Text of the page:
Probing protein-induced membrane fouling with in-situ attenuated total reflectance fourier transform infrared spectroscopy and multivariate curve resolution-alternating least squares.Water Res. 2020 Jun 17; 183:116052.WR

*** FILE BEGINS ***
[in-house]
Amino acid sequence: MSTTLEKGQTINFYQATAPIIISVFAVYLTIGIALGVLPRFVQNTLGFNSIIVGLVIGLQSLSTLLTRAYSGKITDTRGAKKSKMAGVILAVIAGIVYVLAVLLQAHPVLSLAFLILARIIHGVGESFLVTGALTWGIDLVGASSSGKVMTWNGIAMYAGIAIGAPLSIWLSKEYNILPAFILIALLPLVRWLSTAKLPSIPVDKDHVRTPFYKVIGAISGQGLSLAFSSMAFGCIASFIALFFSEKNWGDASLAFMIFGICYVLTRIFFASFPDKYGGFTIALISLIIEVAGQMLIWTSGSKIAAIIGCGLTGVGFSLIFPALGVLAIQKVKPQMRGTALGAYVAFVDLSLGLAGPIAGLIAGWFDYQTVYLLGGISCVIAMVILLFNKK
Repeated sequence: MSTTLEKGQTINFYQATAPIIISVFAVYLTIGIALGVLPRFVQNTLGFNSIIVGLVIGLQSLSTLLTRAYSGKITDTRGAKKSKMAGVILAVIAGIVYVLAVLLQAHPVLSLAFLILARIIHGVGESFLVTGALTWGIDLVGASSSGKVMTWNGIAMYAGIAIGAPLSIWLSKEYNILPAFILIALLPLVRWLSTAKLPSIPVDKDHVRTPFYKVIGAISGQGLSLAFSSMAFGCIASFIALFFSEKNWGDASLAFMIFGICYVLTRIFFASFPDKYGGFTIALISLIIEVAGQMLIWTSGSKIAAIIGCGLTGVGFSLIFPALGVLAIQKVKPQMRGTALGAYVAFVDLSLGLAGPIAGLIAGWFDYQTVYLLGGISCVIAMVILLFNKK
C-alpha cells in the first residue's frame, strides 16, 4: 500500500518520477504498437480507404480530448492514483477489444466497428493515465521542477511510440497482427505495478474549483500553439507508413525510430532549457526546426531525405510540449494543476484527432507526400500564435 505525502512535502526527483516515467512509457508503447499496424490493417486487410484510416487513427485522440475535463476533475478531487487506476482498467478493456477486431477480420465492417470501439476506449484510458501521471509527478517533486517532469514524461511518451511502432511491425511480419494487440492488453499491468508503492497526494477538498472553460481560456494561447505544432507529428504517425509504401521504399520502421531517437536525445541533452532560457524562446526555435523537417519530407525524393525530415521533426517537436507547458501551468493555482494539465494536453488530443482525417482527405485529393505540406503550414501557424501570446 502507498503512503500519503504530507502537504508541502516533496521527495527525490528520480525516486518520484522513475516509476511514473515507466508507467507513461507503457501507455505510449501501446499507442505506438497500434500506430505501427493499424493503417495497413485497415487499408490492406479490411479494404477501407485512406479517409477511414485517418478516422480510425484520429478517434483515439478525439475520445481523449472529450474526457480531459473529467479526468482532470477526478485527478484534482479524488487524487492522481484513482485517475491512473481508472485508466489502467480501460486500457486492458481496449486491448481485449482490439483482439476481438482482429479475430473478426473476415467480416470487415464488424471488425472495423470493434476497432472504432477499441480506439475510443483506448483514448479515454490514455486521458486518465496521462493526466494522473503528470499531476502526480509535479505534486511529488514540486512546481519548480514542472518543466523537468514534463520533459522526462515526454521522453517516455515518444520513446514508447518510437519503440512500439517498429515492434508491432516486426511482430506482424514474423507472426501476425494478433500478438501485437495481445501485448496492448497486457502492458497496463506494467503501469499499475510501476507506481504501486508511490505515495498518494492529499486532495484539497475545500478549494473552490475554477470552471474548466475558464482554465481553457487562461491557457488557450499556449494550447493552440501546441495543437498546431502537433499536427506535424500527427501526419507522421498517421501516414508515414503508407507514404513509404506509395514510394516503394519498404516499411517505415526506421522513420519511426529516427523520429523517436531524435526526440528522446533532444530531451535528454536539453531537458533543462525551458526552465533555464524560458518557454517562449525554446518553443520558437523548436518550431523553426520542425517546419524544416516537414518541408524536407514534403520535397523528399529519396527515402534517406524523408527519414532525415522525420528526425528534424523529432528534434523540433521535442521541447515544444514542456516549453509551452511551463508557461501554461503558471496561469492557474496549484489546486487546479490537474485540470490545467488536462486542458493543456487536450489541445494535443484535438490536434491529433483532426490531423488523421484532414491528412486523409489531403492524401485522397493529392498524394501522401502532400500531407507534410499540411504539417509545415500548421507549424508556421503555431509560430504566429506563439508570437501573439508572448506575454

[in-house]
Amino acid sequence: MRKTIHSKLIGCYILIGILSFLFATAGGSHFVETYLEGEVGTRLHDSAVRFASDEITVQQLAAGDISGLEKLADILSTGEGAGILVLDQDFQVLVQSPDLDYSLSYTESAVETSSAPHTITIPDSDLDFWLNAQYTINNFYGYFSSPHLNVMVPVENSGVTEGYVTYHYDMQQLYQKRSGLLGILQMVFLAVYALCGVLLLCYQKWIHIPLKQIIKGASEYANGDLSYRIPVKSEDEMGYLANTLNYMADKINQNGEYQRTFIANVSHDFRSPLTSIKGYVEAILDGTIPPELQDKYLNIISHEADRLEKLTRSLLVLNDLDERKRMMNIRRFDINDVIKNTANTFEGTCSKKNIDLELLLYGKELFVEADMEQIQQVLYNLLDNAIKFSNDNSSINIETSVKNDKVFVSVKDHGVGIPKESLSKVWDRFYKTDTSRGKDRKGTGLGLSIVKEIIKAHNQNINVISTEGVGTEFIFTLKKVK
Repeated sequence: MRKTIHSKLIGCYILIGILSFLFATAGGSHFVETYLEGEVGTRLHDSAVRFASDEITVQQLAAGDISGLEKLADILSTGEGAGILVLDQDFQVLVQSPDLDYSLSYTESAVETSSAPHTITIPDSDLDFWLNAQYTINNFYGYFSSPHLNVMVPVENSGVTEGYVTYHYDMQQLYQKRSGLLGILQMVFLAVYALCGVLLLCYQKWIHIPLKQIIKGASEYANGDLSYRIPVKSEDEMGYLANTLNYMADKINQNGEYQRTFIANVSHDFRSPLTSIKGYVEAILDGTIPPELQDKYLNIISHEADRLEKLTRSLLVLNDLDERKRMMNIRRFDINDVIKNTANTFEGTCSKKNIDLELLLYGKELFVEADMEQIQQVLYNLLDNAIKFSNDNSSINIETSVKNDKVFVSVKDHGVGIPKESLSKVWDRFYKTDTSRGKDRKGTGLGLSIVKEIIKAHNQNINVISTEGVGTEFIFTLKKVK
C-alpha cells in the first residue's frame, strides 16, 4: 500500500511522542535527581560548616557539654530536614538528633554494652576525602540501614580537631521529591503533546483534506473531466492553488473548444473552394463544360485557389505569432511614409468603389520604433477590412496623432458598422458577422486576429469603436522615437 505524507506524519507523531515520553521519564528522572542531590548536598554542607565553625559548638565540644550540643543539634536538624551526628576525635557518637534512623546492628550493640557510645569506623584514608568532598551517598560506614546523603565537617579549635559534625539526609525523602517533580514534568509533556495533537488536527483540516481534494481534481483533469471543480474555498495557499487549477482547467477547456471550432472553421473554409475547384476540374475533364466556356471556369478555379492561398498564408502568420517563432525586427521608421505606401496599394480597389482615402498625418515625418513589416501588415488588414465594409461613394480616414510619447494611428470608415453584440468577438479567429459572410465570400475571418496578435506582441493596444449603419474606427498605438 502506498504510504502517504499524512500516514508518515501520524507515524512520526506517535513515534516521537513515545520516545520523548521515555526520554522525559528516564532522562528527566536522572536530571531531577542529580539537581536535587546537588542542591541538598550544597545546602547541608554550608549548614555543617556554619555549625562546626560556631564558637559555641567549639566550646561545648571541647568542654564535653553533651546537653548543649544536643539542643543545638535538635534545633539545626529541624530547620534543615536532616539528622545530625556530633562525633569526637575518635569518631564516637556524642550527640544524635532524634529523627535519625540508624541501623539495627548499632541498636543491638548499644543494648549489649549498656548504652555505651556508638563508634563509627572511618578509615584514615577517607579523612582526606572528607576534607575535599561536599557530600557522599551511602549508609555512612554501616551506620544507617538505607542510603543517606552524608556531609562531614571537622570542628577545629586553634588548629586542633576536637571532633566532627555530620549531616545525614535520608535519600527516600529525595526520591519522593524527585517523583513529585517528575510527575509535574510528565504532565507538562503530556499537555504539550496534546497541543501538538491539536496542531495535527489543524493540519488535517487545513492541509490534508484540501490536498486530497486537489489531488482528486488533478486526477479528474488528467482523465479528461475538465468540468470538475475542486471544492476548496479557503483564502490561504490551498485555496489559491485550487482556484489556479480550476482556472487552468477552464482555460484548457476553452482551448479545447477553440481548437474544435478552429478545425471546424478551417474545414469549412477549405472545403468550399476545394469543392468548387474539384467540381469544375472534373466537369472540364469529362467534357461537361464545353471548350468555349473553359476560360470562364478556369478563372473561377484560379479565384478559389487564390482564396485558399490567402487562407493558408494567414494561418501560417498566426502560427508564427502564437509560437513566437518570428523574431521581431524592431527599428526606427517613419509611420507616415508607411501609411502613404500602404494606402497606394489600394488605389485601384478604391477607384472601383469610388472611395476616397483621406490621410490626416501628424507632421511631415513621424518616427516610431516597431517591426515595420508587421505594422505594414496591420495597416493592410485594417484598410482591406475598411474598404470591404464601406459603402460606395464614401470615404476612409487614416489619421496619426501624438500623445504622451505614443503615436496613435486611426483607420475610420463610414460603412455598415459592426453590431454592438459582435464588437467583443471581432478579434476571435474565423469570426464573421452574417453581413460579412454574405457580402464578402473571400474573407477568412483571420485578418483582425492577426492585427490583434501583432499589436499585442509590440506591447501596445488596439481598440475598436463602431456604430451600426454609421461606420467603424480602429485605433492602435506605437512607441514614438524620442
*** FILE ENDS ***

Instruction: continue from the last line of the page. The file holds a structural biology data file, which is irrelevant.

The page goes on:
Proteins are one of the major contributors to membrane fouling. The interaction between proteins and the polymer membrane at the molecular level is essential for the alleviation/prevention of membrane fouling, but remains unclear. In this work, time-dependent in-situ attenuated total reflectance Fourier transform infrared spectroscopy is applied to investigate the interaction process between two model proteins, bovine serum albumin and lysozyme, and the poly(vinylidene fluoride) (PVDF) membrane. Multivariate curve resolution-alternating least squares is integrated with two-dimensional correlation spectroscopy analysis to resolve the membrane-induced conformational changes of proteins. The multivariate curve resolution-alternating least squares analysis reveals a two-step process in the protein-membrane interaction and provides the kinetics of the conformational transition, which aids the segmentation of the spectral dataset. By applying two-dimensional correlation spectroscopy analysis to different groups of the time-dependent spectra, the sequential order of the secondary structural changes of proteins is determined. The proteins initially undergo unfolding transition to a more open, less structured state, which appears to be triggered by the hydrophobic membrane surface. Afterwards, the proteins become aggregated with the high anti-parallel β-sheet content, aggravating the membrane fouling. The conformational transition process of proteins was also confirmed by the atomic force microscopic images and quartz crystal microbalance measurement. Overall, this work provides an in-depth understanding of the interaction between proteins and the membrane surface, which is helpful for the development of membrane anti-fouling strategies.